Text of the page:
Equal parts activist, educator, songwriter, performer and visual artist, Buffy Sainte–Marie is an untiring champion for indigenous people and the environment through her music, art, education projects and by taking direct political action. One of the most enduring and popular Native American performers, her music has touched millions of people around the world. From her start in New York City’s Greenwich Village in the early 1960s alongside Leonard Cohen, Neil Young and Joni Mitchell, Buffy made a name for herself as a gifted songwriter, writing hits for Janis Joplin, Elvis Presley, Barbra Streisand and Neil Diamond. Her most well–known song is the Academy Award–winning “Up Where We Belong” from the film An Officer And A Gentlemen, but her most acclaimed song is “Universal Soldier,” one of the first anti–Viet Nam war anthems to inspire a generation of activists. Her first new album in 6 years, Power In The Blood, her latest album, released in 2015 was acclaimed by CBC as the most important album of all time, and won the Polaris Music Prize as the best Canadian album of the year.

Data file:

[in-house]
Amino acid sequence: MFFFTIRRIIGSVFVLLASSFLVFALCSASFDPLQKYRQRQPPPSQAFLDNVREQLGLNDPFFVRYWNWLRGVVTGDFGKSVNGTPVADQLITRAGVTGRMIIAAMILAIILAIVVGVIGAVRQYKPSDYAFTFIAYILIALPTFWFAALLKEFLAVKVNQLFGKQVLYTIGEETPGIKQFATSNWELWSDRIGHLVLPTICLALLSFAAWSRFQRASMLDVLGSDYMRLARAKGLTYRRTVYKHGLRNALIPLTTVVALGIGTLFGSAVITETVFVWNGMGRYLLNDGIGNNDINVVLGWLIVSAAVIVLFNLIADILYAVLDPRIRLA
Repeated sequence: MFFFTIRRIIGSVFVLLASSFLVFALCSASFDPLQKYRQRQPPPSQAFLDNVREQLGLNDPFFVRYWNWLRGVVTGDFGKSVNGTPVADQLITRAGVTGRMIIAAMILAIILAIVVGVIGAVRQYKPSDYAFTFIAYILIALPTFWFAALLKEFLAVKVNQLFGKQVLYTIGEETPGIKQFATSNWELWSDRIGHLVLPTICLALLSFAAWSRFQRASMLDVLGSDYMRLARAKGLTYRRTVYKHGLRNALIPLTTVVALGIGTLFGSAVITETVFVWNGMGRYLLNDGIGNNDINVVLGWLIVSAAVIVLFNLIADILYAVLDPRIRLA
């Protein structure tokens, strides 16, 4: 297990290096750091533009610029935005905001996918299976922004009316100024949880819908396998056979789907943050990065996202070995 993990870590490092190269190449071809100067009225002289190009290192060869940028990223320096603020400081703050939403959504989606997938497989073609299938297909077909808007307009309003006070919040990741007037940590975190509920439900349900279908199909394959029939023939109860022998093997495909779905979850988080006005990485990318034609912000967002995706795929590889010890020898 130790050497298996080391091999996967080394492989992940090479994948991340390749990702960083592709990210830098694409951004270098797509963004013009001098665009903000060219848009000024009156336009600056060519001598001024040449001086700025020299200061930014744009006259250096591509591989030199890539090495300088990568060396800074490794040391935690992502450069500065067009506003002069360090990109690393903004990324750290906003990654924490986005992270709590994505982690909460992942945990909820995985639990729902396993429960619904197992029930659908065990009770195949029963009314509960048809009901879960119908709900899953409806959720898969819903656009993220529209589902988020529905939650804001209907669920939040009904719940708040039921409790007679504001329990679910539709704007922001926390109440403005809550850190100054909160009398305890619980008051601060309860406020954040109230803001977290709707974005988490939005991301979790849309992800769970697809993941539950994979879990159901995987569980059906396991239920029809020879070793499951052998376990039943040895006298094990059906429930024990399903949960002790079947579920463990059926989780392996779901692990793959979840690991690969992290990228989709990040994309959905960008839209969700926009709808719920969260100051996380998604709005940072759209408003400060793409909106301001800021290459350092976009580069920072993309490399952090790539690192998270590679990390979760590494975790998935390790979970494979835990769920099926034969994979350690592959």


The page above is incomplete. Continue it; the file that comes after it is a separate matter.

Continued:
Buffy Sainte-Marie’s huge art works were among the first digital work to be seen in museums and galleries across North America. Her art has been exhibited at the Glenbow Museum (Calgary, Alberta, Canada), the Emily Carr Gallery (Vancouver, British Columbia, Canada), the Mackenzie Gallery (Regina, Saskatchewan, Canada), the Institute for American Indian Art Museum (Santa Fe, New Mexico, USA), The Isaacs Gallery (Toronto, Ontario, Canada), Ramscale Gallery (New York, New York, USA), the G.O.C.A.I.A. Gallery, (Tucson, Arizona, USA) and the Tucson Museum of Art where her self portrait Hands is part of the permanent collection.